Organic flow battery firm CMBlu gets €100 million investment


Germany-headquartered organic flow battery company CMBlu has secured €100 million (US$107 million) from technology and construction firm Strabag.

Alongside the equity investment, Strabag and CMBlu have also signed a preferred partnership agreement.

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Combining CMBlu’s organic flow battery technology and Strabag’s construction and infrastructure expertise opens up opportunities for industrial companies, utilities and grid operators to build large-scale projects using the tech, the companies said.

CMBlu’s ‘Organic SolidFlow’ technology is a redox flow battery which uses an electrolyte sourced from organic materials, which it said are cost-effective, environmentally friendly and secure. Most flow battery companies use vanadium as an electrolyte.

The company has to-date mostly deployed projects in the commercial and industrial (C&I) sector and has received its first orders in the US this year. Last month, it won a 5MW/50MWh order from a utility in Arizona, which followed on from its first order in the market in February.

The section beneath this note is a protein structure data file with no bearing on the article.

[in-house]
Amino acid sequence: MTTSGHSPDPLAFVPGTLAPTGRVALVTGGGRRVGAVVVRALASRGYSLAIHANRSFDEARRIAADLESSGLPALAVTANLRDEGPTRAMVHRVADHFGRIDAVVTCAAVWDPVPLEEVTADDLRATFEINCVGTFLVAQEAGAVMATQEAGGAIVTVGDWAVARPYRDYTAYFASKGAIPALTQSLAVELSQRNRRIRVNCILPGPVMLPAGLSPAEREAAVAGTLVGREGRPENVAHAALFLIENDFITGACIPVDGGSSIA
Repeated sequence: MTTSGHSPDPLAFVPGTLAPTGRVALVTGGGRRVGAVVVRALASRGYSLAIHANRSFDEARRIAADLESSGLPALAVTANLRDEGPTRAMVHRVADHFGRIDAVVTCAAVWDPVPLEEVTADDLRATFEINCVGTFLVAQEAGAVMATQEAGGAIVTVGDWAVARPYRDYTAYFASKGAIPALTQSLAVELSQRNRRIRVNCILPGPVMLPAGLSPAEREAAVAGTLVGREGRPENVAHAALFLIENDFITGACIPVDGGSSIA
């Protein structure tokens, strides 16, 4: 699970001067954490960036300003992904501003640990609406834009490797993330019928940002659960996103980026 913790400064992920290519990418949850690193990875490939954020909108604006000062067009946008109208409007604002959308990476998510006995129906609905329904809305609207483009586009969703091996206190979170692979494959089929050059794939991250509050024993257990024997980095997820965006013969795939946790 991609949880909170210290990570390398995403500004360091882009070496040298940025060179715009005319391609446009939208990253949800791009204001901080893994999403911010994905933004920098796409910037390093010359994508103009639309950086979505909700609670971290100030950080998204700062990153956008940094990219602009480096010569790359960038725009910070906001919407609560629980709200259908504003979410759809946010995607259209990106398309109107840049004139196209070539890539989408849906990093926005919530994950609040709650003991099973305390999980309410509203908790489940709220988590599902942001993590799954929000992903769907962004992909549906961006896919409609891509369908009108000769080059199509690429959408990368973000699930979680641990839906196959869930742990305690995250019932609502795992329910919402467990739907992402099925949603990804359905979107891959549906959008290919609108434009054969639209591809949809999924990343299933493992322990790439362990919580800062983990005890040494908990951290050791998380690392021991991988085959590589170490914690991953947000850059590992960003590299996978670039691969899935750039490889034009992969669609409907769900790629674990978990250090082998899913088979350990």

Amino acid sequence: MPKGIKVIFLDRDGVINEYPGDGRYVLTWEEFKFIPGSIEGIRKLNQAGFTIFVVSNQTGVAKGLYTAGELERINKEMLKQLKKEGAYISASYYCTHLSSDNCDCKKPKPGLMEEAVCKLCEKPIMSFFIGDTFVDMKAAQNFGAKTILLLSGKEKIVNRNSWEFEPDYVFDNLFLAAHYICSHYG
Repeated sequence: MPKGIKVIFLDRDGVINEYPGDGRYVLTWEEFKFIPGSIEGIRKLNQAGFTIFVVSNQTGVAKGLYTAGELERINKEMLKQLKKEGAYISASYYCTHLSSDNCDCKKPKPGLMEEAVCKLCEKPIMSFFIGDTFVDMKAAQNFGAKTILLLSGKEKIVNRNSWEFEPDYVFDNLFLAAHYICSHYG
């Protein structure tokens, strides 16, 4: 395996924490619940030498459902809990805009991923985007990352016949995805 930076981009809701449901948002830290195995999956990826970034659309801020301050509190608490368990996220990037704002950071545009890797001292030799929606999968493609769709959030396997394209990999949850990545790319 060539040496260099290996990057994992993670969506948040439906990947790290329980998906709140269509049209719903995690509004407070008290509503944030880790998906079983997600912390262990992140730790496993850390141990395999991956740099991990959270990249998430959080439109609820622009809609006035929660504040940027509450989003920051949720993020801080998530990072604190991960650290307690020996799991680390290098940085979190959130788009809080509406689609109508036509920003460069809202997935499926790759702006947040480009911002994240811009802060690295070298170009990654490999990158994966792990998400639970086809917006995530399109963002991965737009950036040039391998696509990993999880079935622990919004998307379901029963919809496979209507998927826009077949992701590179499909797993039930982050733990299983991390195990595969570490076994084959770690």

The first commercial project to use its technology at scale was commissioned in July this year, at a wind and solar park in Austria.

Dr. Peter Geigle, founder and CEO of CMBlu Energy, commented: “As developers and producers, we can now invest into the construction and expansion of our production facilities. We will especially profit from the broad experience and execution power STRABAG has in large infrastructure projects.”

Klemens Haselsteiner, CEO of Strabag, added: “With our investment in CMBlu Energy, we are breaking new ground in the construction industry. In order to reach one of the most important goals in our company history – becoming climate-neutral by 2040 – we want to become a full-range supplier for energy services for our construction projects. Together, we will deliver large energy storage projects in a standardized construction design – “warehouses for electricity” – even faster, more efficient and easier.”

Flow batteries are one of the more commercial mature alternative technologies to lithium-ion for stationary energy storage, and providers claim that the technology has a lower levelised cost of storage (LCOS) beyond the 4-8-hour duration mark.

However, lithium-ion continues to be chosen for the largest-scale projects at that duration, partially down to commercial readiness, cost-effectiveness, performance and bankability.

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